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I know a way to read from a stream and use it like below:

strstream s; // It can be another standard stream type
// ...
while (!s.eof())
{
  char buf[MAX];
  s.read(buf, sizeof (buf));
  int count = s.gcount();

  THIRD_PARTY_FUNCTION(buf, count);
  // ...
}

but this code has an abusing point, It first copies data from the stream to buf and then passes buf to THIRD_PARTY_FUNCTION.

Is there any way to reform the code to something like below(I mean below code avoids an extra copy) ?

strstream s; // It can be another standard stream type
// ...
while (!s.eof())
{

  char *buf = A_POINTER_TO_DATA_OF_STREAM(s);
  int count = AVAIABLE_DATA_SIZE_OF_STREAM(s);
  // Maybe it needs s.seekg(...) here

  THIRD_PARTY_FUNCTION(buf, count);
  // ...
}
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4  
Note: while(!s.eof()) is an anti pattern. Don't do that. A read failure will lock you into an infinite loop. The standard pattern is: while(s.read(buf,sizeof(buf)) –  Loki Astari Dec 29 '12 at 13:19
    
@LokiAstari: Thanks, I will mind your advice. –  deepmax Dec 29 '12 at 13:21
1  
Note: strstream is deprecated. std::stringstream is now the stream constructed from a string. –  Loki Astari Dec 29 '12 at 13:32

2 Answers 2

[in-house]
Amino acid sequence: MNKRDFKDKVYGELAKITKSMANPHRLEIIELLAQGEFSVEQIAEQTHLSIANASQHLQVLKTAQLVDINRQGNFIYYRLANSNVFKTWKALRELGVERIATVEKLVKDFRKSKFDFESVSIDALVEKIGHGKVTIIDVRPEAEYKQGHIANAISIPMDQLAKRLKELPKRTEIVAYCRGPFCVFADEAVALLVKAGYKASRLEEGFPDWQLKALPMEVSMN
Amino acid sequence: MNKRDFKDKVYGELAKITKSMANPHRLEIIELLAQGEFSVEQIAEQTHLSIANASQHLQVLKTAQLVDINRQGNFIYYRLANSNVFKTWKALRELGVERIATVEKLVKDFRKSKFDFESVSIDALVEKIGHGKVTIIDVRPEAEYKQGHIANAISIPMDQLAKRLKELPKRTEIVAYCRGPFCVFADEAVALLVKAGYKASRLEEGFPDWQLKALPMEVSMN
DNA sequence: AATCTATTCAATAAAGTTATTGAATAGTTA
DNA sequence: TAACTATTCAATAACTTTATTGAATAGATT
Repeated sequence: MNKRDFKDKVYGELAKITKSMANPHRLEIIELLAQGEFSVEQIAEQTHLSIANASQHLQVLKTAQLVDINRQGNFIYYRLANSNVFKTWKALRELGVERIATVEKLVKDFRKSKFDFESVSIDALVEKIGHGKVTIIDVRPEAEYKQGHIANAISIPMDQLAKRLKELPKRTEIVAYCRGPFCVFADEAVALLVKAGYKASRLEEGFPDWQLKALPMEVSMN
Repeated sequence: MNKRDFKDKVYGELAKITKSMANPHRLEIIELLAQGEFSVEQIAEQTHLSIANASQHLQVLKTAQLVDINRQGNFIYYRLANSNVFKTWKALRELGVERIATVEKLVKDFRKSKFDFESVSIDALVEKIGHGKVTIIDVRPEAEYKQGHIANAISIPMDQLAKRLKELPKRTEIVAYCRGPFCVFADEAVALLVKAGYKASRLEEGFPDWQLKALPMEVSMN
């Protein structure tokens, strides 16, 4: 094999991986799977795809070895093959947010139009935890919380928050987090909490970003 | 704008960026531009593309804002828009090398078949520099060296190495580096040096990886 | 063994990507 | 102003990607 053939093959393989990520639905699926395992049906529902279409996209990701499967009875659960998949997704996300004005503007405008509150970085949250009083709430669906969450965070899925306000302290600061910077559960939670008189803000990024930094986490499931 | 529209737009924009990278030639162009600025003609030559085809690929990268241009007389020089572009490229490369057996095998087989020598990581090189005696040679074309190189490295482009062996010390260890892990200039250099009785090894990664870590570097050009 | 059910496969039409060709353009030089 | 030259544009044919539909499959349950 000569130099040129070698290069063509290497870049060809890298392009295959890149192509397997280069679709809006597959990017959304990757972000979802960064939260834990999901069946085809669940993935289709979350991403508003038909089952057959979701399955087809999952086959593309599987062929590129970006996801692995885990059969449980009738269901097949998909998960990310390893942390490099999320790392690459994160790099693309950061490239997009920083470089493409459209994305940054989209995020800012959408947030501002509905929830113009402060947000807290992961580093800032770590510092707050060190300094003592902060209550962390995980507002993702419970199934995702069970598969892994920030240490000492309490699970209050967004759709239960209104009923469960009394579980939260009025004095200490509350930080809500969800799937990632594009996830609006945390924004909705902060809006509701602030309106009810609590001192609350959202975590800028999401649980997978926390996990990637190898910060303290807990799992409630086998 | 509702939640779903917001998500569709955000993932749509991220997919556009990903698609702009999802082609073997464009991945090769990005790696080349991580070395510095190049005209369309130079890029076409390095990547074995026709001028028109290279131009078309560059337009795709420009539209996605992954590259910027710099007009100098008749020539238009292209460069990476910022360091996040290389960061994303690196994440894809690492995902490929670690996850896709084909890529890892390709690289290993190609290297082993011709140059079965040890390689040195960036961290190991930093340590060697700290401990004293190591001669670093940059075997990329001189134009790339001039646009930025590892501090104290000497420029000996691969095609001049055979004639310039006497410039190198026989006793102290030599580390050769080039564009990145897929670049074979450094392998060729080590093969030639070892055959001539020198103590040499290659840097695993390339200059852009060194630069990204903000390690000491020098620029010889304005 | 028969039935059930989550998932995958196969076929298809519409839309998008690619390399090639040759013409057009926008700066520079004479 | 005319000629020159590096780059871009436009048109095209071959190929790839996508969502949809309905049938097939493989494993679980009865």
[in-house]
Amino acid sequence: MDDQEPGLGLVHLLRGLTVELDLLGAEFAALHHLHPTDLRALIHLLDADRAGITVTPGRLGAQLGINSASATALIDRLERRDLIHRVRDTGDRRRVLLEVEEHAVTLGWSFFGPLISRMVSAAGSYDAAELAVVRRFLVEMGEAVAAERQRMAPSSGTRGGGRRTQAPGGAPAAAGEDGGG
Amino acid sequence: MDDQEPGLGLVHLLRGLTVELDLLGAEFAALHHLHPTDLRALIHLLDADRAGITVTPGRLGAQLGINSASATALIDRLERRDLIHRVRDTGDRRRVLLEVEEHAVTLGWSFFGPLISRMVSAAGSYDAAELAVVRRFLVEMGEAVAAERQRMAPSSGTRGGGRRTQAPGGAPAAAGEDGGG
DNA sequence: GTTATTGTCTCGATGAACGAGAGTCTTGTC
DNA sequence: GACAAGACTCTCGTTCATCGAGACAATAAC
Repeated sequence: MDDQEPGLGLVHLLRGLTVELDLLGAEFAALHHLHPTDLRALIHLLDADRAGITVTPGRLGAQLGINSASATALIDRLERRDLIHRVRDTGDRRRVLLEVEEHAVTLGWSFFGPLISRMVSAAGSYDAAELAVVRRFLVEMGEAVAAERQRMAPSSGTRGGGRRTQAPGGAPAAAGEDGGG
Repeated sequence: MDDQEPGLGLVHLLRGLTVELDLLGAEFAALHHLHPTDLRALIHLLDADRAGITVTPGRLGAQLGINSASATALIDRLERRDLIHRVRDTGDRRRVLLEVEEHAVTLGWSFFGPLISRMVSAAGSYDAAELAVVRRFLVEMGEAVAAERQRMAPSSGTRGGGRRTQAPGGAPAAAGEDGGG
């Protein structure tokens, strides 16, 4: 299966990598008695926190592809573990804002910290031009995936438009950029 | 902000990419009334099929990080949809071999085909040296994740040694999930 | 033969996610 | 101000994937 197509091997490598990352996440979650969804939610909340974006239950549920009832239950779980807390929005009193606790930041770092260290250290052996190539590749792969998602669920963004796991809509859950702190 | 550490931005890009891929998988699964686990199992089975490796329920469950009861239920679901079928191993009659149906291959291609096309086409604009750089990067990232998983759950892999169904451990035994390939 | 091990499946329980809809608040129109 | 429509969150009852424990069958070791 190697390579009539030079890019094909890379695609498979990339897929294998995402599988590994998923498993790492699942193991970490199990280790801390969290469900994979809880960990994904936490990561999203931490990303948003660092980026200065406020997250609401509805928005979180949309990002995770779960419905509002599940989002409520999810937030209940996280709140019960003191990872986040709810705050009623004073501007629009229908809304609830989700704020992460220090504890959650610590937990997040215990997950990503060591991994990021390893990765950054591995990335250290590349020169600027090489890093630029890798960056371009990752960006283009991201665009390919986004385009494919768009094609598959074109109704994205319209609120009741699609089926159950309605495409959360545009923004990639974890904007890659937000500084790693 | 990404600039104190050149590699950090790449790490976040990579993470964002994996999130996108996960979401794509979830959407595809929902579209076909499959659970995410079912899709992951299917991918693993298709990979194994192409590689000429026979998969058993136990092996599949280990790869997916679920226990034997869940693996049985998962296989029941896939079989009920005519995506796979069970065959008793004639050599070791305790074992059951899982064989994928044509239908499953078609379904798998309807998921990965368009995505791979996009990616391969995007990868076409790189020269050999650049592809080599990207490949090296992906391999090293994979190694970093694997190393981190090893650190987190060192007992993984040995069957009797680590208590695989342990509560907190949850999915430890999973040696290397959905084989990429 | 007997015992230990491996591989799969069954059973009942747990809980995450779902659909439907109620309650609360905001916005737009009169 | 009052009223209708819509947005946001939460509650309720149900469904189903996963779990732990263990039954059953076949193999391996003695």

Something like this might work for you.

char           buffer[2000];
std::istream&  s = getStreamReference();
s.rdbuf()->pubsetbuf(buffer, 2000);

while(s)
{
    THIRD_PARTY_FUNCTION(buffer, s.rdbuf()->in_avail());
    s.ignore(s.rdbuf()->in_avail());

    // Not sure this may go into an infinite loop.
    // Its late here so I have not tested it.
}

Note sure I care about the cost of copying a 2K buffer.
The profiling would have to show that this is a real hotspot that is causing a significant degrade in performance before I would look at making this kind of optimization. Readability is going to be my most important factor here 99% of the time.

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You can convert a std::stringstream to a c-style string by first calling its member method str to get an std::string and then call the member function c_str of that to convert it to a c-style null-terminated char[].

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